“Anytime any member of my family has been in the hospital, somebody is there with them 24/7, staying there. Whatever they have, if they're hospitalized, there's a Montecalvo sitting next to them. And that's just the way we operate, to coordinate things with the doctors and whatever we have to do.
“And that was a little unnerving to me, knowing that Tommy Gray was sitting there and nobody could visit him. So that played into my mind.”
Then there’s his commitment to his employees. The paving company has been -- as is customary -- idle during the winter, when laying asphalt is virtually impossible in New York due to the cold climate.
“We made a deal. We've got a very limited staff here working,” he said. “The deal that we made is basically we were going to keep our circle tight and we were just going to associate with close family. That's it, very close family -- basically who lives in our household, you know?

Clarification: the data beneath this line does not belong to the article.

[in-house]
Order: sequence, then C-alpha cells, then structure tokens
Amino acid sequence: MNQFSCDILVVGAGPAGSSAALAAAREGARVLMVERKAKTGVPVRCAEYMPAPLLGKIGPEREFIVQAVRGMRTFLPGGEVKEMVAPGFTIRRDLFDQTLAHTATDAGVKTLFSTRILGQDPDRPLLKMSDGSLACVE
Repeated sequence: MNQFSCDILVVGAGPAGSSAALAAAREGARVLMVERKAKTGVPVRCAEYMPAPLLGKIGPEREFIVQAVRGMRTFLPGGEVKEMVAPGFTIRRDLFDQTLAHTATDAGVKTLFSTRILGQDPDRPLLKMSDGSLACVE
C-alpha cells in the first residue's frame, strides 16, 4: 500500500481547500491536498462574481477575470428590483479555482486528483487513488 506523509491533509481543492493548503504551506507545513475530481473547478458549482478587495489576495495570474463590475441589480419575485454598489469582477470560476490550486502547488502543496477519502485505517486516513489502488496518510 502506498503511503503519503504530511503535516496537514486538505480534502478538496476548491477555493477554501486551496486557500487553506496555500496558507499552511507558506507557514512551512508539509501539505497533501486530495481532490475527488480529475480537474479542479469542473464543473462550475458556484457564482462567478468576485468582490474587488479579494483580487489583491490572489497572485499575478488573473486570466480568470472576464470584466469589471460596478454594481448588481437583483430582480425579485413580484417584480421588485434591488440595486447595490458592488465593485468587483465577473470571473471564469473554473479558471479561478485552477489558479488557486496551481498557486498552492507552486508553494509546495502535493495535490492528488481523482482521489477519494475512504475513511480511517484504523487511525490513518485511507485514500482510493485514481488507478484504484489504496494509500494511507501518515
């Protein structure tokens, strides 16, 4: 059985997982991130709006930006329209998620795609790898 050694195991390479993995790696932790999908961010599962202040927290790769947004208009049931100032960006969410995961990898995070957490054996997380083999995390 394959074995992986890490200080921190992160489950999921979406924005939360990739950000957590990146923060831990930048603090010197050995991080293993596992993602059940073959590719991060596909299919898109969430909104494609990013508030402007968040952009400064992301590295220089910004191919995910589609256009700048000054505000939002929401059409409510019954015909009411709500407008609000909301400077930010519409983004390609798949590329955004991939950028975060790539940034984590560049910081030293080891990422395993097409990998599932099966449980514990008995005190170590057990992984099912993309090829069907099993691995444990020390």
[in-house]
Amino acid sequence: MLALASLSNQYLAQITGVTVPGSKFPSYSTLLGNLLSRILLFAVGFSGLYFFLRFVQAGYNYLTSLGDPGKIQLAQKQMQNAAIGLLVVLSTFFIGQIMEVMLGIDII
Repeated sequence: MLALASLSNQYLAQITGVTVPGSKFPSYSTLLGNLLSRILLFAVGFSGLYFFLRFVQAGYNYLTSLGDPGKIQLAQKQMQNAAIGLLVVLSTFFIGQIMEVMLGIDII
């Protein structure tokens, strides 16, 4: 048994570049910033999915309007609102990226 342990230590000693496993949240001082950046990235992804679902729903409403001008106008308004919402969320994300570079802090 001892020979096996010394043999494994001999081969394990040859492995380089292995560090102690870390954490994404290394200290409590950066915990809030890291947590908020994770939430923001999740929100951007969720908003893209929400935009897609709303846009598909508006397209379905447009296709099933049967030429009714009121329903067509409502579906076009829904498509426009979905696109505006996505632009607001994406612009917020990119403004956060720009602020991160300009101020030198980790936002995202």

“So I'm the guy that's supposed to lead by example. How does it look (if) I go running off racing and these people have been following the rules to the letter? Thank God nobody here has gotten sick because they have been following the rules to the letter. And it gives them some security to come in here and work beside me and know that I've been doing the right thing.
“So it's all about leading by example. We lock the front door to the office and we don't let anybody in. The UPS guy drops packages out front. And we've been very, very careful here because obviously we're in a high-risk area. There's no doubt that where we live is certainly more of a risk than any other area in the country.”
And then there’s the fact that Montecalvo and others in his business received approval from the state of New York on Wednesday to resume operations. Now isn’t the time, he said, for him to concern himself with racing when his livelihood -- and that of his employees -- is having to play catch-up with a late start to the paving season.
“It's a seasonal business so we haven’t been paid yet since December. And, again, it's not right to my employees,” he said. “We're finally getting some work, we're finally allowed to work. ... So they need me here to get everything organized and get everything going.”